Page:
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Saturday, August 31, 2013

King Records: 70th Anniversary


By Randy McNutt







Cincinnati is celebrating King Records Month to remember the 70th anniversary of the indie label's founding by Sydney Nathan and several friends and family members in 1943. Home of the Hits blog will be running stories about King to coincide with this event. The following story is a remembrance of one of America's most interesting independent labels of history.

Many years ago, when I started producing recordings independently with my partner Wayne Perry in Cincinnati, we finished a track called "Mr. Bus Driver" at Rusty York's Jewel Recording in suburban Mount Healthy. I told Wayne that I would like to see it come out on King, because King did so much soul music. Our recording was soul-rock, and I thought it would give King a more contemporary sound and help us too. Neither Wayne nor I knew much about the history of King Records. We were only 21 years old, so King was older than we were at the time. But we knew that James Brown, Hank Ballard and the Midnighters, and other good soul acts came out of King's studio at 1540 Brewster Avenue in the Evanston neighborhood of the Queen City. That was enough for us.

Wayne called a guy named Bob "Mr. Movin'" Patton, a former disc jockey on our hometown radio station, WMOH in Hamilton, Ohio. Wayne told him what we wanted, and he offered to take us on a tour of the King factory and studio. He worked for James Brown at the time as a promotion man, and Brown, as King's reigning seller of records, kept an office in the old building. The place looked like something out of a Dickens movie. It was low and funky and uninviting. Wayne and I took my Karmann Ghia to the factory, about 25 miles from our town, and we nearly froze on a January night when the temperature was close to zero. Once inside, we noticed the place was very dim. Shadows covered the corridors. Patton led us through offices and more connected buildings, and finally we ended up in the pressing plant. It looked eerily still.

Then we moved on to the recording studio, which Nathan opened in 1947. He needed a place to record because he was tired of going out of town or using a local studio that he preferred not to visit. I can still remember the place in the semi-darkness, and Wayne standing up in front of a microphone and yelling, "Hey, all right!" We laughed, and he did his James Brown impersonation, and we moved on. But for that few minutes we spent in the studio, I imagined how it must have looked when so many hits were being cut right there--"Memphis" and "Wham!" by Lonnie Mack (on Fraternity Records); "Then You Can Tell Me Goodbye" by the Casinos (also on Fraternity from Cincinnati); the original version of "The Twist" by Ballard and the Midnighters; and many country and R&B hits by Cowboy Copas, Hawkshaw Hawkins, and other acts. The studio's resume seemed like the credentials to the Who's Who in Recording.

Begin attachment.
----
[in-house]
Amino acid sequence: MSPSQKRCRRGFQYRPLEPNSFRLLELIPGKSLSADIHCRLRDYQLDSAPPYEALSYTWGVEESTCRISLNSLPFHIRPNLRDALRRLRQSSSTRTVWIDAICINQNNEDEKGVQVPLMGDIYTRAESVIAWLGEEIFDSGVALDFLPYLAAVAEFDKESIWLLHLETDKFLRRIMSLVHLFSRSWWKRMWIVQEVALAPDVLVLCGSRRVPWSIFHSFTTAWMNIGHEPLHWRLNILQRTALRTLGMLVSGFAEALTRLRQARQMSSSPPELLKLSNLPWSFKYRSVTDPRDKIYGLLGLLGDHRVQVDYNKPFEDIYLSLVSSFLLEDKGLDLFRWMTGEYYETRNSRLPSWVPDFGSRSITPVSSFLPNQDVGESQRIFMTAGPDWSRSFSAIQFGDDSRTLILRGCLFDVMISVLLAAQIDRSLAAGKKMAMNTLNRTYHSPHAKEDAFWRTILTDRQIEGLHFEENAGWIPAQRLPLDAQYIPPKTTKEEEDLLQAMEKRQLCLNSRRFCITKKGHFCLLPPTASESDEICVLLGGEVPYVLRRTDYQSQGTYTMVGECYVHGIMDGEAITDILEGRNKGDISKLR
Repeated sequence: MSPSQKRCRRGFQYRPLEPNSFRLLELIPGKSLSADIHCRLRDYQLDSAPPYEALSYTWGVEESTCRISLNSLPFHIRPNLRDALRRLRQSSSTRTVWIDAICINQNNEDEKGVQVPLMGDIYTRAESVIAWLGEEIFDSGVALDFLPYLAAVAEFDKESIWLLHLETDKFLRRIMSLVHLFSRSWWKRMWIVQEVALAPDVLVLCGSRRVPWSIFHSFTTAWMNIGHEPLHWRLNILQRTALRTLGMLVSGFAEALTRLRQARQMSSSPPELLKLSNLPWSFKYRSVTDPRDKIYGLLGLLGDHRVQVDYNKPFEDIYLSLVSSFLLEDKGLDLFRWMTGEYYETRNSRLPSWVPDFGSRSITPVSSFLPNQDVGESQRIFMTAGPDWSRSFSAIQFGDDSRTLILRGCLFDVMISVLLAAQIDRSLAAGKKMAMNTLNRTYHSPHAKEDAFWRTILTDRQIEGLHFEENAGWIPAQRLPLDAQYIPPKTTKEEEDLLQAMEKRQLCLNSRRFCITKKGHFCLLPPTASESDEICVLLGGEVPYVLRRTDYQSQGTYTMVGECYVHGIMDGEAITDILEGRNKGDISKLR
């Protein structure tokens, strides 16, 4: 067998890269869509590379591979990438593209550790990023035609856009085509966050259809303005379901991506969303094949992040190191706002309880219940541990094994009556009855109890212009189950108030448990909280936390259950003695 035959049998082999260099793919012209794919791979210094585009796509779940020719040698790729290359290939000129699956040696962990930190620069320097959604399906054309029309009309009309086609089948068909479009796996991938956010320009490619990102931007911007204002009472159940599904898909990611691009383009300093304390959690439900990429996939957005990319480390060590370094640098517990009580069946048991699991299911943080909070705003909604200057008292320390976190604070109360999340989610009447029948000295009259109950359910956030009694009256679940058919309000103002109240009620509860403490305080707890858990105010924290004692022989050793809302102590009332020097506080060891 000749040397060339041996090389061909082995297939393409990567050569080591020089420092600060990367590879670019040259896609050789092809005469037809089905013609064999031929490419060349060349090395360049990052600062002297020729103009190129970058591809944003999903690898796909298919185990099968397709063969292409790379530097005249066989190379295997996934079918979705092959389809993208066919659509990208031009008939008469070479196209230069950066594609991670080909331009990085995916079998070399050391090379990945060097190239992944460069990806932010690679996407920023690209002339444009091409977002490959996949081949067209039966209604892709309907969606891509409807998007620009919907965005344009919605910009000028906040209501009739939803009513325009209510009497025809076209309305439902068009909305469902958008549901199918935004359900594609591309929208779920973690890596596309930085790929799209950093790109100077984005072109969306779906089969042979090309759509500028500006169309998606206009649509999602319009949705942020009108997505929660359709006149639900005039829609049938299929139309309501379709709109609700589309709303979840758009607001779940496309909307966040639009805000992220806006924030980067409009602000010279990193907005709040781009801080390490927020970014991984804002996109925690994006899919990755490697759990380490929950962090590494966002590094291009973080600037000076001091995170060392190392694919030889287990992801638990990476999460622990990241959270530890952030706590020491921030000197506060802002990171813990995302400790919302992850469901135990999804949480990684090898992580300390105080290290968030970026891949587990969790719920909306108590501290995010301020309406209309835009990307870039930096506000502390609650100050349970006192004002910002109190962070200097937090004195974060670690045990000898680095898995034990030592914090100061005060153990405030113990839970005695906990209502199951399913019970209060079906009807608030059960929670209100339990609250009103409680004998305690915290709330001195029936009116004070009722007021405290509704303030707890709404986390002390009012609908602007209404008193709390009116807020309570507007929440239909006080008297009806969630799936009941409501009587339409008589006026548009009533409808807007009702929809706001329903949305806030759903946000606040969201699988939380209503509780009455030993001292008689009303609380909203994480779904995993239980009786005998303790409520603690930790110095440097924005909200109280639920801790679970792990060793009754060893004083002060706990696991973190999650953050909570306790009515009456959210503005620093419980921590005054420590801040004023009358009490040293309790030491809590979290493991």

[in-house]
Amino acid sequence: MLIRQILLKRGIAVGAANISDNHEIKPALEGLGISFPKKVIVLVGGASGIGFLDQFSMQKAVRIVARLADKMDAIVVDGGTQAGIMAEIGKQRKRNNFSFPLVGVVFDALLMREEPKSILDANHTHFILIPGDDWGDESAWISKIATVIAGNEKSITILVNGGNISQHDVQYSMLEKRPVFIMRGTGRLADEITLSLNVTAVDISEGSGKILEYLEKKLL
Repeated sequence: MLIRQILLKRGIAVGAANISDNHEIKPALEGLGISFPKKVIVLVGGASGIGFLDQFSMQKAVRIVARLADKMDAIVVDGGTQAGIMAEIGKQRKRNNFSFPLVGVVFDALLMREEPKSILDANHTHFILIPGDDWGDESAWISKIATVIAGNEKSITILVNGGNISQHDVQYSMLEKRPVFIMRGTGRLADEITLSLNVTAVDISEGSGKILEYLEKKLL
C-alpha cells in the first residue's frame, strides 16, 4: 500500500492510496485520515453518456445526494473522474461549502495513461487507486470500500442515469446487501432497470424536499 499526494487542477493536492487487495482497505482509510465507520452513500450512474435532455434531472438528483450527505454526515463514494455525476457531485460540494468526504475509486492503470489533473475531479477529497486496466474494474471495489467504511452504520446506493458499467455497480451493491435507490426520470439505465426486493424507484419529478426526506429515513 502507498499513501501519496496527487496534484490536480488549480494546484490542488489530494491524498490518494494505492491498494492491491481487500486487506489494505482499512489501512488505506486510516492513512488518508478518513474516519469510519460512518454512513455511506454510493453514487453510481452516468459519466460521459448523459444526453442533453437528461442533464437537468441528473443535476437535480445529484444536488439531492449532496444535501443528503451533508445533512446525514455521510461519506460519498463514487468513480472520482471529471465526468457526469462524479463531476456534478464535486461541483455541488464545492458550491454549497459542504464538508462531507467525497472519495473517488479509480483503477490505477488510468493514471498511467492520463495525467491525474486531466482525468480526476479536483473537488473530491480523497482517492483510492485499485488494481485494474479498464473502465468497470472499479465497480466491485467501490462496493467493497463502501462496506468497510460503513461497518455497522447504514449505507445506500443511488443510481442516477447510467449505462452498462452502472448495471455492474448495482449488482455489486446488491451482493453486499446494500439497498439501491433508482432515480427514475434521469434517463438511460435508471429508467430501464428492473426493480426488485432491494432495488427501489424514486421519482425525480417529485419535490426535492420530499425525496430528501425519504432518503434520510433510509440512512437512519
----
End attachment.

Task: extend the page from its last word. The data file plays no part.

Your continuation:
While there, we moved on through a long narrow hallway with garish album covers all over the walls. I stopped to read them and I marveled at the unusual artwork and the names of people I had only heard about in snatches of conversation with musicians--guys like Copas and Hawkins, and Otis Williams and the Charms, Freddy King, James Brown and the Famous Flames, and so many other hits acts who had recorded here or for King from the 1940s until that very year--1971. I felt like I was standing on hallowed musical ground, and I wasn't even aware of much of the history yet.

After Nathan, the architect of it all, died in 1968, the label was sold and resold, and finally the new owners decided to operate King from the offices of parent Starday Records in Nashville. They cleaned out the old building on Brewster Avenue and that was the end of King in Cincinnati. This came shortly after our walk through King on that freezing evening. Unfortunately, the Cincinnati office of King was no longer around for me to pitch "Mr. Bus Driver" to, so we went to other labels. King's local musicians, producers, A&R staff, and others scattered to seek work elsewhere, mainly in Nashville. James Brown's contract was sold to Polydor Records in New York.

But my interest in King was only beginning. From then on, whenever I could find someone who had been associated with King in some way, I interviewed him or her. I started meeting some fascinating and talented and hardworking people. I'll explain more about them later.

For now, though, it's time to sit back and play some King hits.




Rusty York recorded his version of
"Peggy Sue" for King.
 
 
 
 




 

Friday, August 9, 2013

Hillbilly Stars of King Records


Some Hillbilly Stars of King Records
(A pictorial appreciation)



Founded in Cincinnati in 1943, the independent King Records started with hillbilly music and Grandpa Jones. Soon founder Sydney Nathan expanded the hillbilly roster and by 1946 he was having national hit records with Cowboy Copas, a "Grand Ole Opry" star. Over the 1940s and 1950s more King country acts came along--Bonnie Lou, the yodeling star of several WLW and WLWT programs; Lulu Belle and Scotty, a couple who performed on WLW's country shows; Jimmie Osborne, another hit-maker for King; and Moon Mullican, a boogie-woogie piano man and vocalist who was an inspiration for some rockabilly acts that would soon follow. King continued to make country music through the years, but its heyday was in the late 1940s. 


   
Bonnie Lou



Lulu Belle and Scotty



Grandpa Jones and Cowboy Copas




Cowboy Copas




Jimmie Osborne



Moon Mullican



Read more about the hillbilly stars of King Records--and other acts--in Randy McNutt's King Records of Cincinnati, issued by Arcadia Publishing. The book is available from Amazon.com and other Internet outlets and book stores.